It would also make sense for the Legislature to consider other financing tools — both to diversify revenue sources and as a hedge if voters torpedo a tax hike again. That could include more fees on ride-hailing services like Uber and Lyft; greater use of tolling, including congestion pricing; or granting cities or groups of cities the ability to create tax surcharges to pay for transit. Some of Governor Baker’s bond bill proposals — to allow public-private partnerships for projects like electrifying the MBTA’s commuter rail and to expand the range of projects that gas tax revenues can fund via state bonds — are also worth including.

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As a way to reduce driving, gas taxes have a mixed record. But even if the price signal sent to drivers is modest or negligible, the revenue from a tax hike is sorely needed in Massachusetts. With more money, the state could improve speed and frequency on the commuter rail system; provide better bus service, especially outside Boston; protect transit users from fare increases; and more. There’s no magic bullet for congestion, but each of these measures could contribute significantly to reducing traffic and improving the quality of life for the Commonwealth’s residents.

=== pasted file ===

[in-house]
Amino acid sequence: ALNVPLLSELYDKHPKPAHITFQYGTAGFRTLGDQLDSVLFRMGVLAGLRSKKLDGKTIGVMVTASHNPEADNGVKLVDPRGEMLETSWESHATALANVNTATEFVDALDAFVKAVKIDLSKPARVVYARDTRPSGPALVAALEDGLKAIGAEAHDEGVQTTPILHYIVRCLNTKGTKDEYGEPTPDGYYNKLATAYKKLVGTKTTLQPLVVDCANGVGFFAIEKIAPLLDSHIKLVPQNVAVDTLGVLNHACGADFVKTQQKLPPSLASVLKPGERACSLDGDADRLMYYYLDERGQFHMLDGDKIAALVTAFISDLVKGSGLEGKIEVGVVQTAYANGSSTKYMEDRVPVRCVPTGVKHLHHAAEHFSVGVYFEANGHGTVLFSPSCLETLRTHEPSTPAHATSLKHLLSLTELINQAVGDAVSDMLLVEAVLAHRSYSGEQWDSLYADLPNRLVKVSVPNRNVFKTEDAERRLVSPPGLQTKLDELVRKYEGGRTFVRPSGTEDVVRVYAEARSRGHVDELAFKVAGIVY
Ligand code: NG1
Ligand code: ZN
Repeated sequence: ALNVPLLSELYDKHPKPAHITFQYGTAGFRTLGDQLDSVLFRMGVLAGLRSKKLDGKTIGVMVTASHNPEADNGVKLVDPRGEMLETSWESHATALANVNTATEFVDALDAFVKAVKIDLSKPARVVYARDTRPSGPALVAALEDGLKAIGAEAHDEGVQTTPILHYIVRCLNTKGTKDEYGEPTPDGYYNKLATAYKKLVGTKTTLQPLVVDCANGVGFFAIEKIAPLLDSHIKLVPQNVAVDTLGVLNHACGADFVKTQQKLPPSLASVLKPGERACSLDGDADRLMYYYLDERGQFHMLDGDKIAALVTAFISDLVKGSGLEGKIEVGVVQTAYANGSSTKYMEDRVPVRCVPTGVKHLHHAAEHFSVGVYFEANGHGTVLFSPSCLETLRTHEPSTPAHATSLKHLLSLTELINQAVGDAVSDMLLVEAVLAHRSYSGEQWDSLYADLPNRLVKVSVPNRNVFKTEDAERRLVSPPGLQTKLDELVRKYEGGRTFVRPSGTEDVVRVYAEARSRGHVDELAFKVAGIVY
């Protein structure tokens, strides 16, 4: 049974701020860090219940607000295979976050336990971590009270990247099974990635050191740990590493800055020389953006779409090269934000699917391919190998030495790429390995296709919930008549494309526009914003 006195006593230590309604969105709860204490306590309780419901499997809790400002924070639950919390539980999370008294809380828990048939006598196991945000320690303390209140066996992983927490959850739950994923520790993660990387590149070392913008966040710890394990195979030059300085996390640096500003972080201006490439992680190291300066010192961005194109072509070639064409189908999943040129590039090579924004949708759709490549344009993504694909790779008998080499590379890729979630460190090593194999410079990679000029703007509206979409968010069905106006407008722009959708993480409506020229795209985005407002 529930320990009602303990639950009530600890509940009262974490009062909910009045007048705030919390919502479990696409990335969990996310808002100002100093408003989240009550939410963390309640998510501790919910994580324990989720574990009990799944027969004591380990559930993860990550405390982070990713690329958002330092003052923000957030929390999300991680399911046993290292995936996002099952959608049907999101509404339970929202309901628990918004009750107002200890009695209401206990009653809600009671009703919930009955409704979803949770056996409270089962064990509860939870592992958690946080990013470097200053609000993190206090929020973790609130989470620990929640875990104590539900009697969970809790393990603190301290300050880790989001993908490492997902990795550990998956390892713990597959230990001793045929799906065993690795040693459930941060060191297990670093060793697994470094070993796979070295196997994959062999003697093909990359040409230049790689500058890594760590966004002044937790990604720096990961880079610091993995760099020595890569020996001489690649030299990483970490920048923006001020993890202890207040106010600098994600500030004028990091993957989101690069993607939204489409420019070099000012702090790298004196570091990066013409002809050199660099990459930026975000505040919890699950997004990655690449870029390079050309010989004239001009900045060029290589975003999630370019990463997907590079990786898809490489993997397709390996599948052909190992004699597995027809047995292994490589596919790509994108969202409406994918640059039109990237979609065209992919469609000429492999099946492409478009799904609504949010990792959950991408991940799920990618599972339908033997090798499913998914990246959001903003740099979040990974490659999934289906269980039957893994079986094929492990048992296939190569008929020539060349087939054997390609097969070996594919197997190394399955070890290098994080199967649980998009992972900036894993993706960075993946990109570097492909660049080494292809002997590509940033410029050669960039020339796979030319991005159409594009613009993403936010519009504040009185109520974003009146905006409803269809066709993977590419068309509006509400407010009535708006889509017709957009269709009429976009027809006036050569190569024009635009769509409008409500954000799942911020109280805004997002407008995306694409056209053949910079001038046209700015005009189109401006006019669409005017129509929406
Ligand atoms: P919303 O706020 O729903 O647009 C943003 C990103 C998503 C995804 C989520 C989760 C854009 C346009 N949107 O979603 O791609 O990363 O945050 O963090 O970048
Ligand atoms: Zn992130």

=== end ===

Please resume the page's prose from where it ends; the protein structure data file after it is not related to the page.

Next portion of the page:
Nationally, voters tired of inadequate transportation systems have warmed to gas taxes, and even deep-red states like Alabama and South Carolina have boosted theirs. The Commonwealth’s gas tax is about 10 cents a gallon below the national average, and even a 25-cent hike would still leave us with lower taxes than Pennsylvania, California, or Illinois. Long-suffering Boston commuters — and drivers across the state — should hope Massachusetts gets serious about raising the money it needs to tackle its crippling congestion.